Time to talk again about client-side decorations (csd).
A while ago, I’ve talked about themes and what adjustments they need to make csd windows look respectable. Back then, I avoided the most thorny issue with csd: window controls. Window controls are the close, minimize, and maximize buttons that window managers have traditionally put into their titlebars.
Early in the GNOME3 era, we tried to save some vertical space by simply hiding titlebars when the they containing important information. This is particularly relevant for maximized windows on small screens, where vertical space is scarce. This was the hide-titlebar-when-maximized property. As we soon found out, the lack of a reliable close button in the upper right corner with this approach is a big problem for many users.
More recently, we’ve switched to a different approach: Reclaim the area that has traditionally been taken up by the titlebar for applications. To this end, we’ve introduced the GtkHeaderBar widget, which lets applications use this space for its own purposes. This was pretty successful. Many GNOME applications are making good use of this now, e.g. nautilus:
These custom titlebars require window managers to have support for mwm hints, so we can convince them to not show their own titlebar. These hints have traditionally been well-supported in window managers — so far, the only problematic case we’ve found is xfwm4.
As you can see in that nautilus screenshot, there is a window control — a close button in the upper right corner, which will stay in there as the window is maximized, addressing the problem with hidden titlebars. Since the header bar is application area, the close button is only shown if the application author explicitly allows this by setting the show-close-button property.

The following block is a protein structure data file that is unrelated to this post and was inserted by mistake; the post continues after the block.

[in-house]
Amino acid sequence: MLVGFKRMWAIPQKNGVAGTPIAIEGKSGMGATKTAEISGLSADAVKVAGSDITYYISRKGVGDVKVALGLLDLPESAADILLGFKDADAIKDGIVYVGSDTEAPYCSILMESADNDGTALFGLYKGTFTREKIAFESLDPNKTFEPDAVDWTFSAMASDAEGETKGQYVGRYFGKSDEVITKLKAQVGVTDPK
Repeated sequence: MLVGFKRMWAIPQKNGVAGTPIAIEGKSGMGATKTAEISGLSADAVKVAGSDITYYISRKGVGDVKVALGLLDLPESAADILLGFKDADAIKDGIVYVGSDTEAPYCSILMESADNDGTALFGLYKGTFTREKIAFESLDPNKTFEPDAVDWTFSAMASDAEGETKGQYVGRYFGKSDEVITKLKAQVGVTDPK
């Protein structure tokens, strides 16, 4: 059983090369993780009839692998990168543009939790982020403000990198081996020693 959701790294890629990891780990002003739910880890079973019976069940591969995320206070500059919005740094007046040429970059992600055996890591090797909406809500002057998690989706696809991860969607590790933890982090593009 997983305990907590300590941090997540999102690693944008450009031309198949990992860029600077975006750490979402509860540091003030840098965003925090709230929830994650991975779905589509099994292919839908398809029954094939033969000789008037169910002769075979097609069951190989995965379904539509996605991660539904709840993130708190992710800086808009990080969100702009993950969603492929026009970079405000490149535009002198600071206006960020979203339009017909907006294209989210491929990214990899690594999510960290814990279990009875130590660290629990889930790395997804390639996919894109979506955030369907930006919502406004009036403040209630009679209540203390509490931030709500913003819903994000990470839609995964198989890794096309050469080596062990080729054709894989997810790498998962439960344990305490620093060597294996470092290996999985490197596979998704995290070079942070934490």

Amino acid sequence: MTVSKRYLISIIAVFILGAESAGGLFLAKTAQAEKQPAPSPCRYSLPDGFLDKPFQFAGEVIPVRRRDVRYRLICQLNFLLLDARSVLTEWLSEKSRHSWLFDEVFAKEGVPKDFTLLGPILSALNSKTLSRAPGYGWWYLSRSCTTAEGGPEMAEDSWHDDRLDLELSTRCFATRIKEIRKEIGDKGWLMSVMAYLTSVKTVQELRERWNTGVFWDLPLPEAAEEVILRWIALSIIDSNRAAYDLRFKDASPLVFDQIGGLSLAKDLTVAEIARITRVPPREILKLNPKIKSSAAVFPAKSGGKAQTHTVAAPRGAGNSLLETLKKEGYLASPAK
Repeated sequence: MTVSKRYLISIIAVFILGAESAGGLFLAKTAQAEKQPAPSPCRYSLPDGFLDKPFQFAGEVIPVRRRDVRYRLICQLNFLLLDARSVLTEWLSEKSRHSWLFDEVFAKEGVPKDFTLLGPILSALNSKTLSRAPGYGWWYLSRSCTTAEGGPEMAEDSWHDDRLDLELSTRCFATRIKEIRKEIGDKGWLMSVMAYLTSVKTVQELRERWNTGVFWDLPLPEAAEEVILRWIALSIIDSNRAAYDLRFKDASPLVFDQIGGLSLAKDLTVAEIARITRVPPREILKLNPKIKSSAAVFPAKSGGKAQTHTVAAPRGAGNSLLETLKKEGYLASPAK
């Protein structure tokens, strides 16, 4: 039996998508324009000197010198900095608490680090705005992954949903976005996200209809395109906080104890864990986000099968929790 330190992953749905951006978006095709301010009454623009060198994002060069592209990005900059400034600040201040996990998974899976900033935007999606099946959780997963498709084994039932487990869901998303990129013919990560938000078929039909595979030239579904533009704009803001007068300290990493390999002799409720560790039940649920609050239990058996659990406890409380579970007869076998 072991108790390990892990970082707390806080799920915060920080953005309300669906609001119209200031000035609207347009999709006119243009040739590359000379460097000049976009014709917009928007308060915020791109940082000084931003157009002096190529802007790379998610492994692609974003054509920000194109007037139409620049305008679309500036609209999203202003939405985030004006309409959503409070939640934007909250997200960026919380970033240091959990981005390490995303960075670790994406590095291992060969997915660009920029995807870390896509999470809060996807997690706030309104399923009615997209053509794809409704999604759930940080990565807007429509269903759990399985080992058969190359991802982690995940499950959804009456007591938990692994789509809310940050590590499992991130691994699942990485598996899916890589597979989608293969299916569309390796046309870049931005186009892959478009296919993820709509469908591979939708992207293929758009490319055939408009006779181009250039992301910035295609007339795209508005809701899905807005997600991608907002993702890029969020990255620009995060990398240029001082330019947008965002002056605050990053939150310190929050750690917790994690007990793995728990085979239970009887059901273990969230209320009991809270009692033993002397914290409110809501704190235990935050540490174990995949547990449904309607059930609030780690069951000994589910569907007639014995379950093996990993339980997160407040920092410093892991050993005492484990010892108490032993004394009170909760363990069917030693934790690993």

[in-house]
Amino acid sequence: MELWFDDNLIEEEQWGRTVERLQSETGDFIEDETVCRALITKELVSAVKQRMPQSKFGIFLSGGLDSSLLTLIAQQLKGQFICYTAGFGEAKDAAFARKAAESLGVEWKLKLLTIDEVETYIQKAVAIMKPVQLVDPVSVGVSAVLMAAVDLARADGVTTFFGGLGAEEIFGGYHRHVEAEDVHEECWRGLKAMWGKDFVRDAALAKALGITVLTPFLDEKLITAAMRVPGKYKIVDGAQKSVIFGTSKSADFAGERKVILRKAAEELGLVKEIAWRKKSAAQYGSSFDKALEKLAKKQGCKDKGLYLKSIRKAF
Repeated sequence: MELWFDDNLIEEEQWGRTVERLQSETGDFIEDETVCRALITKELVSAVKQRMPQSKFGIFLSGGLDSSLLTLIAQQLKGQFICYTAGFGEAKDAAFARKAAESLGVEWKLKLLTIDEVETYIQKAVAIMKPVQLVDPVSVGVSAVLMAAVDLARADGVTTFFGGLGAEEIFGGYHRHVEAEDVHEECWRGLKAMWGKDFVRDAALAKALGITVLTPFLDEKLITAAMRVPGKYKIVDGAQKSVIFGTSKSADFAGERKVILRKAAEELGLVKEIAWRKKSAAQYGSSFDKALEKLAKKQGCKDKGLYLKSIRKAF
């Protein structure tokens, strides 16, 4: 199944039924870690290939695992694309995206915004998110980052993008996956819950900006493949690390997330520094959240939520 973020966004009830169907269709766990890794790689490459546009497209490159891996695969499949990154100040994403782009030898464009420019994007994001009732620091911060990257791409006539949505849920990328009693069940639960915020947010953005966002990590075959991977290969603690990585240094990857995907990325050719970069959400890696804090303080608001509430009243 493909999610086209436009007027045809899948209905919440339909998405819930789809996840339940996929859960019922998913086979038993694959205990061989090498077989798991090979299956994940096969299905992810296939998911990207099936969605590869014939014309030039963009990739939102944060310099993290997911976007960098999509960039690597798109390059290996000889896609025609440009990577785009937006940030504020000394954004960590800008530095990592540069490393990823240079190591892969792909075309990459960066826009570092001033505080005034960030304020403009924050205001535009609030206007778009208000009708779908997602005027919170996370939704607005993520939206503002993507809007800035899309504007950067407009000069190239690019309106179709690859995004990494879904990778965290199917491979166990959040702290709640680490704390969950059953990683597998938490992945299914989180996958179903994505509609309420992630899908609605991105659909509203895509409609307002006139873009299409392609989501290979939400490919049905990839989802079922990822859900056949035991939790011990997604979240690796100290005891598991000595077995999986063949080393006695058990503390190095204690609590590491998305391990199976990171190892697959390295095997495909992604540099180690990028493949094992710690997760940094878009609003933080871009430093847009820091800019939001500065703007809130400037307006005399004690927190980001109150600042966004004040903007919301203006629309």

This is a nice and clean story, but of course, things never stay that simple.
Window decorations, and in particular window controls are a traditional area for distro differentiation and theming (you may still remember the discussion about Unity buttons), and unsurprisingly, we soon got requests to allow some themability.
In 3.10, GTK+ added a style property, gtk-decoration-button-layout, to let themes control the button layout. At first, we only respected this property for client-side titlebars that were not explicitly added by the application. This turned out to be insufficient and opened us up to some (justified) criticism about the (lack of) consistency with client-side decorations.
So, shortly before christmas, I’ve gone back and redone the configuration mechanism one more time, changing it to a combination of a setting, GtkSettings::gtk-decoration-layout, and a regular property, GtkHeaderBar::decoration-layout, whose default value is taken from the setting. The settting is backed by an xsetting, Gtk/DecorationLayout.
This adds more flexibility: Themes can influence the default value of the setting (via their settings.ini file), distributors can set a default value and users can override it via the xsetting (hopefully soon from gnome-tweak-tool).
But application developers / designers have the last word: they can hardcode the property to just show a close button on the left, if the application design does not accommodate wild variations in the header bar layout. Or they can read the setting and make adjustments, e.g. for the case of split header bars, as can be seen in the new gedit design:
- Users expect consistency across applications
- Distributors expect applications to adapt to whatever environment they are running in
- Application designers want applications to appear as designed, and not wildly different depending on the environment
I hope that the mechanism that is in place now is flexible enough to allow balancing these interests, and to make GTK+ applications work well in different environments.
One last thing I should mention in this context is the GNOME application menu. GtkApplicationWindow has had a built-in fallback for other environments since day one, but it is not that great.
It uses a mostly-empty menubar, which adds to the vertical space problems, and it duplicates the application name. In GTK+ 3.12, the fallback menu will be integrated in the header bar, and look much more natural: